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NIWA scientists alleviate concern over 1080

NIWA scientists alleviate concern over 1080 in drinking water

NIWA scientists have found little cause for concern about the possibility of 1080 contamination in streams. This finding was part of a detailed investigation on the West Coast, during August last year. The study, which coincided with planned aerial bovine tuberculosis (TB) control operations in the area, tested whether 1080 was likely to leach from possum baits.

“Under the worst-case scenario of rainfall after an aerial bait drop, the tests found the amount of 1080 leached and detected in a stream during and following rainfall was extremely small. If leaching does occur, it is likely to be within the first few hours of rainfall and will result in concentrations less than the prescribed Ministry of Health drinking water standards,” says NIWA scientist Dr Alastair Suren.

Exposure to 1080 from contaminated drinking water supplies following an aerial operation continues to concern some people. However, 1080 is very soluble in water and is used by DoC and the Animal Health Board (AHB) to control pests throughout New Zealand.

The New Zealand drinking water standard, or Provisional Maximum Acceptance Value (PMAV) for 1080, is set by the Ministry of Health. The standard protects water users from any risk to their health when consuming drinking water over a lifetime. The PMAV for 1080 is 3.5 micrograms per litre (3.5 parts per billion). As a further precautionary measure, the concentration of 1080 in water taken from 1080 bait-treated catchments must be below 2 micrograms per litre if it is to be used for human water supply.

Regulatory boards also stipulate that toxic baits must not be laid in any catchment that provides water for human consumption except where approved by a medical officer of health.

When aerial 1080 operations are planned, regional councils can request buffer zones around larger waterways to prevent baits from entering them. They are designed to eliminate 1080 contamination. Smaller streams may become contaminated after an aerial operation and there is ongoing concern that 1080 left in uneaten baits, which have been exposed to rain, may enter streams that feed into drinking water supplies.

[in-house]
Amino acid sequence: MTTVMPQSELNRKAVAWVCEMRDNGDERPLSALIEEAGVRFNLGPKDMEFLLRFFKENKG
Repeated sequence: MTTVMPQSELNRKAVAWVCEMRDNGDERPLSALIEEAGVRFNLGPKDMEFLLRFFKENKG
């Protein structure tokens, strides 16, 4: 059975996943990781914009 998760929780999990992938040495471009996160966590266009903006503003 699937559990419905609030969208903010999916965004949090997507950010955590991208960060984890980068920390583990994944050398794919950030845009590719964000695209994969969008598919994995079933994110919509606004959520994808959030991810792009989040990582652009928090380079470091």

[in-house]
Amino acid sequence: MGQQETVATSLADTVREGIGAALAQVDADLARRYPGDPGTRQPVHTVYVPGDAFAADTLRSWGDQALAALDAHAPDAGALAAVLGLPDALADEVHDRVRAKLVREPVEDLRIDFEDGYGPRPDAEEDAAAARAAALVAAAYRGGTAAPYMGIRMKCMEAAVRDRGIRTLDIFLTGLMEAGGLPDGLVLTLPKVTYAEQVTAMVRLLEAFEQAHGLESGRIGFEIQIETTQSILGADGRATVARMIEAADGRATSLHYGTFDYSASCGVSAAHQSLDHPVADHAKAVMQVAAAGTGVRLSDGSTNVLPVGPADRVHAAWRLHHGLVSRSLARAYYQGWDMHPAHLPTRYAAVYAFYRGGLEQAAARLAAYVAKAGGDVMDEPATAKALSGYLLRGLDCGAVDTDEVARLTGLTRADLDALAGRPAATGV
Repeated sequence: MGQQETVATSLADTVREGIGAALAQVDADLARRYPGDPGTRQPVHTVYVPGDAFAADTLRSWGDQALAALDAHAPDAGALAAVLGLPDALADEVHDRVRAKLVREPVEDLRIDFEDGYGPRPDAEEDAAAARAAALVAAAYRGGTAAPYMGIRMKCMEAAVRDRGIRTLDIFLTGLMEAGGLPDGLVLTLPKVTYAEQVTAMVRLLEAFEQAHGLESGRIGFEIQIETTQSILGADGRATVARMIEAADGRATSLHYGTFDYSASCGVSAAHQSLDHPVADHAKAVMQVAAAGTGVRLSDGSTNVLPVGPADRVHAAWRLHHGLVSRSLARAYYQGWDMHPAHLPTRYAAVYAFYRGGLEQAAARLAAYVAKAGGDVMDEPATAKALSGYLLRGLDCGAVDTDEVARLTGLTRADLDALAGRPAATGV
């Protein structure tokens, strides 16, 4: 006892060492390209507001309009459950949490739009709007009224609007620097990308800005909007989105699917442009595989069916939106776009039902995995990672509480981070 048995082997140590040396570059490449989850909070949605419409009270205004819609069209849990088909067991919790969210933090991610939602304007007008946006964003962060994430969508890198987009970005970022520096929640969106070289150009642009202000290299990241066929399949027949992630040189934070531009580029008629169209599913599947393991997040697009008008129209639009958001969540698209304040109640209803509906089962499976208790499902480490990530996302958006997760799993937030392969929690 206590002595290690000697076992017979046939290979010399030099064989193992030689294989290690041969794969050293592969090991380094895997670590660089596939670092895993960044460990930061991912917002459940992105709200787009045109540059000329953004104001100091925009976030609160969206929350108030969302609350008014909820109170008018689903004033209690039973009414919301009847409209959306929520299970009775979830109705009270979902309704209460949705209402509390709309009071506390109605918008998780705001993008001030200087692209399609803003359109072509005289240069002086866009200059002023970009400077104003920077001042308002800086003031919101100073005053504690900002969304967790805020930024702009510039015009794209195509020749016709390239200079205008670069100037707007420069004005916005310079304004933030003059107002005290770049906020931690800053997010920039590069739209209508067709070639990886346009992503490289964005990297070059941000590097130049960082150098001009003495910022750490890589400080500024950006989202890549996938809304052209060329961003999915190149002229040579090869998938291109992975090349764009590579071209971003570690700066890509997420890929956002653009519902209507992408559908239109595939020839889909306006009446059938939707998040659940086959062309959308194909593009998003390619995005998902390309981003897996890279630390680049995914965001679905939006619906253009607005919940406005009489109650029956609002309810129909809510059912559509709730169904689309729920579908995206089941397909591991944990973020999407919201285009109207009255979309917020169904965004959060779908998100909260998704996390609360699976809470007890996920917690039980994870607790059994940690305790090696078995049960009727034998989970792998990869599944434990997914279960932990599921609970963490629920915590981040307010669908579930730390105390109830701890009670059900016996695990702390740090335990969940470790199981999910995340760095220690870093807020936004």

NIWA scientists detailed investigations of 1080

This detailed study took place in a small West Coast stream, during mid-August 2009. NIWA scientists tested whether 1080 was likely to leach from baits left uneaten in the catchment and exposed to rain. To find out what happens, the scientists installed equipment to measure rainfall and stream discharge. The bait was applied across the catchment by helicopter as close as possible to forecast heavy rain.

Stream water samples were collected at the base of the catchment to ensure that the sampled water had flowed through the catchment area and, therefore, may have potentially been exposed to the 1080 baits on the ground.

Water samples were also collected after the baits were applied - but before the rain started - to check if any contamination had occurred from baits landing in the stream. The stream was sampled every hour for 12 hours after the onset of rain, then every two to three hours after that.

Further additional samples were collected throughout the rainfall event, which lasted for three days. By that time a total of 61mm of rain had fallen. A final sample was collected nine days after the baits were applied across the catchment. A further 68mm of rain had fallen within the study area during that time.

“No 1080 was detected in the samples collected over a 12-hour period immediately after application, before the rain began. This means that baits were unlikely to have fallen into the stream or were not present in amounts sufficient to cause contamination,” says Dr Suren.

Of the 15 samples collected after the rain started, only one contained detectable 1080. This had a concentration of 0.1 micrograms per litre and was collected two hours after rain began to fall.

“It is likely that the short lived pulse of 1080 residue in the stream reflected 1080 leaching from baits and entering the stream through either overland flow or via soil water moving into the stream. No 1080 was detected in any of the other samples including the sample collected on day nine, when further significant rain had fallen.

“The concentration of 1080 found in the stream water under this ‘worst case scenario’ was 20 times less than the precautionary drinking water value of 2 micrograms per litre, set by the Ministry of Health,” says Dr Suren.

Scientists have been monitoring 1080 in waterways for 20 years

Between 1990 and now, waterways throughout New Zealand have been monitored after major aerial pest control operations. In total, 1950 water samples have been collected and analysed for 1080 residues.

Findings from this show there has been no significant or prolonged contamination of surface water within catchments. No 1080 was detected in 96.3 per cent of samples. Of the 72 samples with positive traces, 65 (90 per cent) had concentrations of less than 1 microgram per litre - less than half of the Ministry of Health guidelines.

The remaining seven samples contained between 1 and 9 micrograms per litre. The sample containing 9 micrograms per litre has been attributed to accidental contamination by a worker. The other six samples contained less than this and repeated sampling from four of these sites showed decreasing 1080 concentrations over time. More importantly, no quantifiable 1080 contamination has been found in samples taken from drinking water supplies between 1990 and 2006.

From these results, scientists have concluded that prolonged contamination of waterways is not likely to occur if pest control operators follow the correct operating procedures.


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